Researchers in Hongkong reported on Monday, August 24, the first confirmed case of COVID-19 reinfection. A 33-year-old man who was first infected by the SARS-CoV-2 strain in late March is the first person to have caught the novel coronavirus twice, according to the experts of the University of Hongkong, Department of Medicine. He possibly contracted the virus again while traveling in Europe after four and a half months of COVID free. The man didn’t develop any symptoms the second time.
This became a manor clue for questions about the COVID-19 pandemic. Recently, there are some reports of potential reinfection cases worldwide, but none of them had been confirmed until a group of researchers in Hongkong reported on a case of a patient who was infected with two different strains of the Coronavirus. They found out that the genes of this virus had 24 different nucleotides, or building blocks, in its sequence than the first virus that infected him. “There have been anecdotal reports of people being reinfected,” says Charlotte Houldcroft at the University of Cambridge, who wasn’t involved in the work. “But this is the first time that there’s good immunological data on the individual.”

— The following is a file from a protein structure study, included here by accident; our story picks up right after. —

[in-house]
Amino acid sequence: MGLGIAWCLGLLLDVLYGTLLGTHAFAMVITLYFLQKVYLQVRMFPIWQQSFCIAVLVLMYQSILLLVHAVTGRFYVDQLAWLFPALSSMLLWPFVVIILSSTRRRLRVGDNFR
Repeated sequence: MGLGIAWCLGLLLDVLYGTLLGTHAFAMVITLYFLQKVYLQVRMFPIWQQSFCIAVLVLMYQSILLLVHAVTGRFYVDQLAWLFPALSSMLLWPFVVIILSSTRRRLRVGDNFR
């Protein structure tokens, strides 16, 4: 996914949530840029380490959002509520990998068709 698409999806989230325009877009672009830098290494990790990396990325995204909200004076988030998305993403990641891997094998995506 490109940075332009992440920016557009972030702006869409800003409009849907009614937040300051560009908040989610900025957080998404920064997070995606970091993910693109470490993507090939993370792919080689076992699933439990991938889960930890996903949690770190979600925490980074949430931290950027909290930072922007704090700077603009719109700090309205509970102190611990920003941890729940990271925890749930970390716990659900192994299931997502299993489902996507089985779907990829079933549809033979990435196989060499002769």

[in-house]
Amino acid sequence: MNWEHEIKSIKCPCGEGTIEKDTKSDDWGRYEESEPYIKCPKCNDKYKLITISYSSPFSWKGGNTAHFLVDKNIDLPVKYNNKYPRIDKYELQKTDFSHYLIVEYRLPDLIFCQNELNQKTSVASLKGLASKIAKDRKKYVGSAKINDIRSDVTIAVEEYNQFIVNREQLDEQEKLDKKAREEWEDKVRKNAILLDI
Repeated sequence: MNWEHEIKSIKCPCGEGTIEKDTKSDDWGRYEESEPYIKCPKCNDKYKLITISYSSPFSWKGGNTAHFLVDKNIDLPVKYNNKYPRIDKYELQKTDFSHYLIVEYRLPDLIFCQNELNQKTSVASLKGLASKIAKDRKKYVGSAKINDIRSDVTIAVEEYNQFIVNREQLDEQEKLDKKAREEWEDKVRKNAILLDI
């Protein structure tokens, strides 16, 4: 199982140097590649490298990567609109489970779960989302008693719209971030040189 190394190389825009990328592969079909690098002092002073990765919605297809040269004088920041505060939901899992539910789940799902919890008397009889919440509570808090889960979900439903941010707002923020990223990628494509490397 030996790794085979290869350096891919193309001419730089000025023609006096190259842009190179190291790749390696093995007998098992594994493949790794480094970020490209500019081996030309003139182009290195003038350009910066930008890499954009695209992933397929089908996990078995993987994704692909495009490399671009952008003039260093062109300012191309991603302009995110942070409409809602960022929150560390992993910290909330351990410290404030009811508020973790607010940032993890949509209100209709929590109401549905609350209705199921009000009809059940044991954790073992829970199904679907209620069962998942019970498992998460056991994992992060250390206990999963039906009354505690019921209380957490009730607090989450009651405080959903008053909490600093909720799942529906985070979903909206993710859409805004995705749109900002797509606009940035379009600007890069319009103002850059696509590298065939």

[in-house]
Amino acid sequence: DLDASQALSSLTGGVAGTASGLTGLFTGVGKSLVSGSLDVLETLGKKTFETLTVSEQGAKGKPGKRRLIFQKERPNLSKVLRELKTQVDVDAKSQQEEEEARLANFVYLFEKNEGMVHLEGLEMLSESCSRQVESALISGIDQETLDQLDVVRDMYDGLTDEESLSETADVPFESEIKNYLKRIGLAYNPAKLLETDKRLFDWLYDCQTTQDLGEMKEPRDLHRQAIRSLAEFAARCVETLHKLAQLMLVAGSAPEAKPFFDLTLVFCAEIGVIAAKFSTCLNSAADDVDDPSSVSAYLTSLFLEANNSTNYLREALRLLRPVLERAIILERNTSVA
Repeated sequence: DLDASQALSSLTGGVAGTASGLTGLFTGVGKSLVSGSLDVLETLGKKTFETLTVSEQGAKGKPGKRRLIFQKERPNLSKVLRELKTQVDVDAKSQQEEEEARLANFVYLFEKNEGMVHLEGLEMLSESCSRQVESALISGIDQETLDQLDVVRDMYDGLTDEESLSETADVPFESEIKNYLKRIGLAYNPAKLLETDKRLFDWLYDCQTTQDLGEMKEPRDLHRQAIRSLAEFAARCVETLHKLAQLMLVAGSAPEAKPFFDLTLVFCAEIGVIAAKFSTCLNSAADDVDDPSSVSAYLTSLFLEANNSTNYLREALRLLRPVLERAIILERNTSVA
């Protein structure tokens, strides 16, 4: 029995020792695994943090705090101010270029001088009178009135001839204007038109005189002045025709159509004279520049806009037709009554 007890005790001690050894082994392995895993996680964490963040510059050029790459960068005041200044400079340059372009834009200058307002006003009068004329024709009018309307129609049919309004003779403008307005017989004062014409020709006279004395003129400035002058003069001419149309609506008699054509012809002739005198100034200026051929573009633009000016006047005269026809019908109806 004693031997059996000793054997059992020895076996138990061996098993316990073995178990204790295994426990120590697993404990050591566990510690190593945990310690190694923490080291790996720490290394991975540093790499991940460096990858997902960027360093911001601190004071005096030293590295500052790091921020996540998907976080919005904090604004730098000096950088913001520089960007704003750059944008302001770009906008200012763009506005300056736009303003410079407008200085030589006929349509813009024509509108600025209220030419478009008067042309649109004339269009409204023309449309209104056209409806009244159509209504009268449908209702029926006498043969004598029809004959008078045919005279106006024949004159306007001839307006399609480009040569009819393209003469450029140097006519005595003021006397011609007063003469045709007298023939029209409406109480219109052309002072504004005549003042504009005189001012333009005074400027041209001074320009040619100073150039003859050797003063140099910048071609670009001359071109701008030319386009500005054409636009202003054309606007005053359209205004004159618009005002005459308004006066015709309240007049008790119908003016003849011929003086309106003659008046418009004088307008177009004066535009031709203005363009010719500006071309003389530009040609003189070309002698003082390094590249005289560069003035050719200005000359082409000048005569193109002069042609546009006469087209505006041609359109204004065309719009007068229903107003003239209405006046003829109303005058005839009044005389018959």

According to an expert, this reinfection case should not spread fear to people and COVID1-19 recovered patients. “This is no cause for alarm – this is a textbook example of how immunity should work,” Akiko Iwasaki, a professor of immunobiology and molecular, cellular, and developmental biology at the Yale School of Medicine, wrote on Twitter. “This is encouraging,” Iwasaki wrote. “While this is a good example of how primary infection can prevent disease from subsequent infection, more studies are needed to understand the range of outcomes from reinfection.”